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Happy's Obsession
or what I do between bouts of Real Life
Poll #1007053 Which would you choose?

Which is the lesser of two evils?

Having little flesh colored bumps on your face that look like acne (without the redness)
Having little divots in some of those same places that look like tiny acne scars

There are options for the tiny divots, which will (perhaps) fill in some with time). Laser resurfacing can even things out, but that takes at least 7-10 days without makeup, so most women won't work during the initial healing period. Plus, you look like you've been burned (which you have), so that is a ways in the future. Of course, it's only lightly burned, which makes the skin turn over faster, removes fine lines & wrinkles, and supposedly gives you a younger complexion.

Oh, and my neck is killing me. Had a little surgical procedure ("with complex repair") on the back of my neck (where it meets the top of the shoulder) in the office, and the anesthetic is wearing off. God, it's gonna be fun trying to work tomorrow, considering I lift my arms and move a lot through the day. And putting on a sports bra to exercise? Gonna be a little while...

In happier 50bookchallenge news, I just read another! I'm well behind where I need to be, but damn! I watch too many TV shows, and am trying to get caught up!

8.) Jonathan Livingston Seagull, by Richard Bach
I remembered reading this when I was much younger, and feeling like it was rather "mind expanding" for me at that age, so I decided to read it again. Got it from the local library. It clocks in at 93 pages, but I'd say that (conservatively) 20-30 of them are large, semi-impressionistic illustrations/photos. Still, the story of the gull who only wanted to fly, who was outcast from his Tribe because he wouldn't follow the rules and only fly for food, touched a chord in me. He found others like himself, and eventually attained enlightment. A fast, but good read.

"Most gulls don't bother to learn more than the simplest facts of flight--how to get from shore to food and back again," writes author Richard Bach in this allegory about a unique bird named Jonathan Livingston Seagull. "For most gulls it is not flying that matters, but eating. For this gull, though, it was not eating that mattered, but flight." Flight is indeed the metaphor that makes the story soar. Ultimately this is a fable about the importance of seeking a higher purpose in life, even if your flock, tribe, or neighborhood finds your ambition threatening. (At one point our beloved gull is even banished from his flock.) By not compromising his higher vision, Jonathan gets the ultimate payoff: transcendence. Ultimately, he learns the meaning of love and kindness. The dreamy seagull photographs by Russell Munson provide just the right illustrations--although the overall packaging does seem a bit dated (keep in mind that it was first published in 1970). Nonetheless, this is a spirituality classic, and an especially engaging parable for adolescents. --Gail Hudson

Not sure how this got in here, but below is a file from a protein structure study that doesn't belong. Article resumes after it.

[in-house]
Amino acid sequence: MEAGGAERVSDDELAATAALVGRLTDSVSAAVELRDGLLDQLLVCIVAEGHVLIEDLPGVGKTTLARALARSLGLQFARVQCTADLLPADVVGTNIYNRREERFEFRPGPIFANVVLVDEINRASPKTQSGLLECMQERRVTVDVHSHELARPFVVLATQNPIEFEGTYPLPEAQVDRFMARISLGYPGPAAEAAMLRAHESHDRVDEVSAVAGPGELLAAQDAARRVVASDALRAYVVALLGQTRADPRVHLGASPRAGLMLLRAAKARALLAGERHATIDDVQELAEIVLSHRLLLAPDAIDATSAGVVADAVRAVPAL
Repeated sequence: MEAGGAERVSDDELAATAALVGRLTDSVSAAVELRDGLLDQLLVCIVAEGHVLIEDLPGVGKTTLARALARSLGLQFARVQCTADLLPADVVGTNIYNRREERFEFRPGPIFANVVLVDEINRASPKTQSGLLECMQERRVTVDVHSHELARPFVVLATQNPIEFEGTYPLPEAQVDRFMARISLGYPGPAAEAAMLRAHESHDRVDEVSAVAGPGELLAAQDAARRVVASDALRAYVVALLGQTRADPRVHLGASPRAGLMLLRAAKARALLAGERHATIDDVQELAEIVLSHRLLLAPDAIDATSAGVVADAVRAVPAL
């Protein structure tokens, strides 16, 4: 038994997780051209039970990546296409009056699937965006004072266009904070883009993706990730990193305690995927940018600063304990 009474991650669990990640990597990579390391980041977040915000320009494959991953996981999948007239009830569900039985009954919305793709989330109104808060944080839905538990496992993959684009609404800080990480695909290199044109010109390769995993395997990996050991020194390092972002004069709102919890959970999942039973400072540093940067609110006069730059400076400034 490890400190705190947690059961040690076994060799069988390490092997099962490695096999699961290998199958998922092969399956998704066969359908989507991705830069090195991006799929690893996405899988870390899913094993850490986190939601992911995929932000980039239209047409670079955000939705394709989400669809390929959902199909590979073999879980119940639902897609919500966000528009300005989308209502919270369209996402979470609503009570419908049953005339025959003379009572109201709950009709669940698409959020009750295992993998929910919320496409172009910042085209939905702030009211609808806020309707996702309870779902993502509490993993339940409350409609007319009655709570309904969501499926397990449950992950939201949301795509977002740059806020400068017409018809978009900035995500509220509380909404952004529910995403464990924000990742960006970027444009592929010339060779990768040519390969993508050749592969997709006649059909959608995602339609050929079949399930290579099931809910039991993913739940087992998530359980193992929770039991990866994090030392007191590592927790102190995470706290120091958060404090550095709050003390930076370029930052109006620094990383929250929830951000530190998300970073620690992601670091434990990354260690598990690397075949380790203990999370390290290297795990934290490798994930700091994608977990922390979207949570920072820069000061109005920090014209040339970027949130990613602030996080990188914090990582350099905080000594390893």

Jonathan Livingston Seagull is a bird who teaches us how to follow our dreams and reach our goals, no matter what anyone else might think. Jonathan is a seagull who wants to master the art of flying, even though his flock has told him many times that all seagulls should concentrate on is getting food. Jonathan has tried to be a "good gull," but he cannot quell his urge to fly. Richard Bach reads this fable in a calm voice that sounds like a blowing wind. When there's fighting among the gulls, the tone of his voice reflects that anger. Jonathan's tale moves us as much as Richard Bach's voice does. J.F.M. © AudioFile 2004, Portland, Maine

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I feel...: sore sore

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